• Had a viral load below 500 copies/ml while on their anti-HIV drugs, and then had an increase in viral load to between 500 and 10,000 copies/ml. (This study has been changed. Previously, only patients whose levels increased on their first round of anti-HIV drugs were being studied.)
  • Have a CD4 cell count of 100 cells/mm3 or more.
  • Are age 13 or older (consent of a parent or legal guardian is required if under 18).
  • Agree to use 2 methods of birth control during the study and for 60 days after. (This study has changed the birth control requirements.)

Exclusion Criteria

Patients will not be eligible for this study if they:

  • Are currently being treated for a serious infection or other serious medical illness.
  • Have had certain illnesses in the past.
  • Have a fever within 7 days of study entry.
  • Have already taken all of the study drugs for more than 4 weeks.
  • Are unable to take any of the study drugs.
  • Have certain types of cancer.
  • Received certain vaccines within 21 days of study entry.
  • Have received certain medications.
  • Are pregnant or breast-feeding.
  • Patients will not be eligible for Group A if they:
  • Have a history of hypersensitivity reaction to abacavir.

Information from the National Library of Medicine

To learn more about this study, you or your doctor may contact the study research staff using the contact information provided by the sponsor.

Please refer to this study by its identifier (NCT number): NCT00006152

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United States, Alabama
Univ of Alabama at Birmingham
Birmingham, Alabama, United States, 35294
United States, California
Univ of Southern California / LA County USC Med Ctr
Los Angeles, California, United States, 900331079
Univ of California, San Diego
San Diego, California, United States, 92103
United States, Colorado
Univ of Colorado Health Sciences Ctr
Denver, Colorado, United States, 80262
United States, Illinois
Northwestern Univ Med School
Chicago, Illinois, United States, 60611
The CORE Ctr
Chicago, Illinois, United States, 60612
United States, Massachusetts
Beth Israel Deaconess - West Campus
Boston, Massachusetts, United States, 02215
United States, Missouri
St Louis Regional Hosp / St Louis Regional Med Ctr
St Louis, Missouri, United States, 63112
United States, New York
Beth Israel Med Ctr
New York, New York, United States, 10003
United States, North Carolina
Univ of North Carolina
Chapel Hill, North Carolina, United States, 275997215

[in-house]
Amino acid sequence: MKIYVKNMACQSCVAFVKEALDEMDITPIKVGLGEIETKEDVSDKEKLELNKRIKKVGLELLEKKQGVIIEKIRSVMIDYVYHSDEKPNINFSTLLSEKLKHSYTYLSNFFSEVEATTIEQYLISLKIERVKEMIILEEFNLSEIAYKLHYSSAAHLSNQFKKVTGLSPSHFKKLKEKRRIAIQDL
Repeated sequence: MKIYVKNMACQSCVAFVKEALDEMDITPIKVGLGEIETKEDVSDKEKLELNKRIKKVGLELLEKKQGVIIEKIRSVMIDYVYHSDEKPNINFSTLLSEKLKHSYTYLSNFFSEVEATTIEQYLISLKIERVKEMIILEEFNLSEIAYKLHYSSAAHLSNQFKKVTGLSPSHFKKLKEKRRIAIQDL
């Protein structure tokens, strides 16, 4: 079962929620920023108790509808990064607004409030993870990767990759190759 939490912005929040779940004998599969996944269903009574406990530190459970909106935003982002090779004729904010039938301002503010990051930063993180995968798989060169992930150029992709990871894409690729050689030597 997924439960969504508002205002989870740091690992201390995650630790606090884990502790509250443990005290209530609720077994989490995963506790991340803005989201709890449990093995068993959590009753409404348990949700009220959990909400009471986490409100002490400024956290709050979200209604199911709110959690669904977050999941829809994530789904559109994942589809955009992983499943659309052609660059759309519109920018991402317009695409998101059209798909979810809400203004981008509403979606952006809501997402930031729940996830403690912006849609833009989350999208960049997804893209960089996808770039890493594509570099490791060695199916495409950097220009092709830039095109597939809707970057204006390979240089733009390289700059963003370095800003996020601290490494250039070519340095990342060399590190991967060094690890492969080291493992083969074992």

Duke Univ Med Ctr
Durham, North Carolina, United States, 27710
United States, South Carolina
Julio Arroyo
West Columbia, South Carolina, United States, 29169
United States, Texas
Univ of Texas Galveston
Galveston, Texas, United States, 775550435
Sponsors and Collaborators
National Institute of Allergy and Infectious Diseases (NIAID)
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Study Chair: Robert Murphy
Study Chair: William Powderly
Study Chair: Mary Albrecht
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Responsible Party: National Institute of Allergy and Infectious Diseases (NIAID) Identifier: NCT00006152    
Other Study ID Numbers: A5061
10898 ( Registry Identifier: DAIDS ES )
ACTG A5061
First Posted: August 31, 2001    Key Record Dates
Last Update Posted: May 21, 2012
Last Verified: May 2012
Keywords provided by National Institute of Allergy and Infectious Diseases (NIAID):
Drug Therapy, Combination
HIV Protease Inhibitors
VX 478
Reverse Transcriptase Inhibitors
Anti-HIV Agents
Viral Load
Additional relevant MeSH terms:
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HIV Infections
Lentivirus Infections
Retroviridae Infections
RNA Virus Infections
Virus Diseases
Sexually Transmitted Diseases, Viral
Sexually Transmitted Diseases
Immunologic Deficiency Syndromes
Immune System Diseases
HIV Protease Inhibitors
Protease Inhibitors
Enzyme Inhibitors
Molecular Mechanisms of Pharmacological Action
Anti-HIV Agents
Anti-Retroviral Agents
Antiviral Agents
Anti-Infective Agents
Cytochrome P-450 CYP3A Inhibitors
Cytochrome P-450 Enzyme Inhibitors
Reverse Transcriptase Inhibitors
Nucleic Acid Synthesis Inhibitors
Antibiotics, Antitubercular
Antitubercular Agents
Anti-Bacterial Agents